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I have a list of objects and I want the user to pick one of them (with completion). But these objects are a priori not strings, so I can't use completing-read. What should I do ?

Example In the following example I want to write the interactive spec for killing a process, so I want the user to pick a process to kill.

(defun yf/kill-process (process)
  (interactive (list (let ((list
                            (mapcar
                             (lambda (proc)
                               (cons (format "%s" proc) proc))
                             (process-list))))
                       (cdr
                        (assoc (ido-completing-read "Process: "
                                                    (mapcar #'car list))
                               list)))))
  (when (yes-or-no-p (format "You are about to kill process \"%s\", continue? " process))
    (delete-process process)))

This is something I have to do often, so I'm wondering if there's a standard way to achieve this functionality (or if I should write my own... which I have done already, but it's ugly).

1

You can change your code to get the process's name with process-name, so your let block:

(let ((list
       (mapcar
        (lambda (proc)
          (cons (format "%s" proc) proc))
        (process-list))))
        ...

becomes:

  (let ((list (mapcar #'process-name (process-list))))
    ...)

There's no need to give delete-process both the string name and the name, because, it will work with just the string. According to the docstring:

Delete PROCESS: kill it and forget about it immediately. PROCESS may be a process, a buffer, the name of a process or buffer, or nil, indicating the current buffer's process.

  • Thanks. Indeed in this specific example, I can use the name as a unique identifier, but I'd like a general solution. – YoungFrog Aug 24 '16 at 14:11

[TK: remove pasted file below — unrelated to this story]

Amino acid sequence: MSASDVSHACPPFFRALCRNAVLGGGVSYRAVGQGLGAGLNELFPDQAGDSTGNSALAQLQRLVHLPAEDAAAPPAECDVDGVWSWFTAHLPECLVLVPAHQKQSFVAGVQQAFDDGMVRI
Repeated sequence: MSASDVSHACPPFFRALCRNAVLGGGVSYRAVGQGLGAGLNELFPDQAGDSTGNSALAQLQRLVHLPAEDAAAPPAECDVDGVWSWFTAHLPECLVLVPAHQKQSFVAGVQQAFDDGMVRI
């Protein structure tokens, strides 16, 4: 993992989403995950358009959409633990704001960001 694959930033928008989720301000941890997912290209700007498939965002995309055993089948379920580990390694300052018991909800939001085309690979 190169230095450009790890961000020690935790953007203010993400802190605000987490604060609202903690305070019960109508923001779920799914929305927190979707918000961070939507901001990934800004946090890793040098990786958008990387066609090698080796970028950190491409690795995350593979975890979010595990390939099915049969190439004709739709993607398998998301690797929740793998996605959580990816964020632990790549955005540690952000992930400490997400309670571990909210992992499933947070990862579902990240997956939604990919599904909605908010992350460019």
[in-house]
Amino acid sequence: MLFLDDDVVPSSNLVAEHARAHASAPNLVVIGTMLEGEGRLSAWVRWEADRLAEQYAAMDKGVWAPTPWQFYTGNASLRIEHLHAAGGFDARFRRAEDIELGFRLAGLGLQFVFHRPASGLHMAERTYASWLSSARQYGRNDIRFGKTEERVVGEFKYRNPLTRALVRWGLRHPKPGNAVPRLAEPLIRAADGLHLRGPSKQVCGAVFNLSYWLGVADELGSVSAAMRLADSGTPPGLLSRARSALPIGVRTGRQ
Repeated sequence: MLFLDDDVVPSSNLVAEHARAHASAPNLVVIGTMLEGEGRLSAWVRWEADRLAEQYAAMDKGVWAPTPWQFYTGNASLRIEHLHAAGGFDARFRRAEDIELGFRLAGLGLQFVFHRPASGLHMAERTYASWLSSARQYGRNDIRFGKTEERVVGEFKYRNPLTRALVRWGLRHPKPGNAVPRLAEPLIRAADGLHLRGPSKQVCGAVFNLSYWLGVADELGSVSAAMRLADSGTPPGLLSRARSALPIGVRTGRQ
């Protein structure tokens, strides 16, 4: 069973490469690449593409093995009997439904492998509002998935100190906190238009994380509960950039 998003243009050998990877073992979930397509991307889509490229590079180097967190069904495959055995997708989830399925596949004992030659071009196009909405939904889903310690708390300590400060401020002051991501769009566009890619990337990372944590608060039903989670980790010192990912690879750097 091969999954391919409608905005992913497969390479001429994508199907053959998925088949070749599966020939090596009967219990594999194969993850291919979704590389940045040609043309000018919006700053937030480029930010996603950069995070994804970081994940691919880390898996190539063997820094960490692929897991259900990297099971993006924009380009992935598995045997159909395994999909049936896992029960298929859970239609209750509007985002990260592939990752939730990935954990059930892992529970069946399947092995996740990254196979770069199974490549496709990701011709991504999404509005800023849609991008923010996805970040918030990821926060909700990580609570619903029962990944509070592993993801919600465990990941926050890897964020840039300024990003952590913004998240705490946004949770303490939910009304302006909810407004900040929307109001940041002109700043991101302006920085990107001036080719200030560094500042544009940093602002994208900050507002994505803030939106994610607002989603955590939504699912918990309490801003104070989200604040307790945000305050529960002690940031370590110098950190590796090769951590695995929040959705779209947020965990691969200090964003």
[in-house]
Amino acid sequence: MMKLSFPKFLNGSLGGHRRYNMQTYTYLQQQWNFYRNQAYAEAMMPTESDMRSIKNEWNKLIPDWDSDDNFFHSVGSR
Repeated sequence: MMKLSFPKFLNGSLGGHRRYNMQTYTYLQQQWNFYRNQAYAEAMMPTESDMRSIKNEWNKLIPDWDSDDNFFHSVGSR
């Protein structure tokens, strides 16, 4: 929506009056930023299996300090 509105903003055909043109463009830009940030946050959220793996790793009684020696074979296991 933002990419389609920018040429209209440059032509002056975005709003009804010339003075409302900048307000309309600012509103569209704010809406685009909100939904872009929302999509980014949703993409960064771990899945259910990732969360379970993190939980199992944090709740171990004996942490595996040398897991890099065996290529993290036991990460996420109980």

1

Writing your own is probably your best bet, you can likely clean up your own version using a supplied function to determine what information to prompt the user with. In this case using a hash table as your collection type may be cleaner.

Consider the solution below as a generic way to prompt for objects:

(defun completing-read-by (fn prompt list &rest args)
  "Apply FN to each element of LIST and prompt the user to select a resulting value.
The output of the function will be the corresponding element of LIST

ARGS will be passed to `completing-read' after the PROMPT and COLLECTION arguments."
  (let ((hash (make-hash-table :test 'equal)))
    (mapc (lambda (elem) (puthash (funcall fn elem) elem hash)) list)
    (gethash (apply 'completing-read prompt hash args) hash)))


;; read process by name
(completing-read-by 'process-name "Process: " (process-list) nil t)

;; read a list of structs by property
(defstruct person name age)

(let ((people (list (make-person :name "Bob" :age 22) 
                    (make-person :name "Tom" :age 33)
                    (make-person :name "Jan" :age 34))))
  (completing-read-by 'person-name "Person: " people))
  • Indeed that works, and I guess a hash table is better than an alist. However I'm wondering if there's a variant on completing-read which returns an arbitrary object. It would be nice to support the same range of COLLECTION types as completing-read does (though I have no usecase for it beyond plain lists, so I guess IAGNI). – YoungFrog Aug 24 '16 at 14:15
1

The general idea is this, for prompting a user to choose an object other than a string: Use a name for the object.

  1. Pass an alist COLLECTION argument to completing-read (you can alternatively use another kind of COLLECTION argument - the same approach applies). The cars of the alist entries are the object names; the cdrs are the complete objects (or any parts of them).

  2. After the user makes a choice of an object name, completing-read returns it, as a string. You can use the string to look in the alist for the associated object.

In this case, you can use completing-read with the process names, and you can keep other process info associated with the names. For example, use the name, user, and pid in a list as an alist entry:

(setq my-alist
      (mapcar (lambda (pid)
                 (let ((ats  (process-attributes pid)))
                  `(,(cdr (assoc 'comm ats))
                    ,(cdr (assoc 'user ats))
                    ,(number-to-string pid))))
                 (list-system-processes)))

That alist lets you use the process names (commands) as completion candidates. You can then look up the associated information (the user and the pid).

(let* ((name    (completing-read "Choose process: " my-alist))
       (object  (assoc name my-alist))
       (user    (cadr object))
       (pid     (caddr object)))
  (message "Name: %s, User: %s, PID: %s" name user pid))

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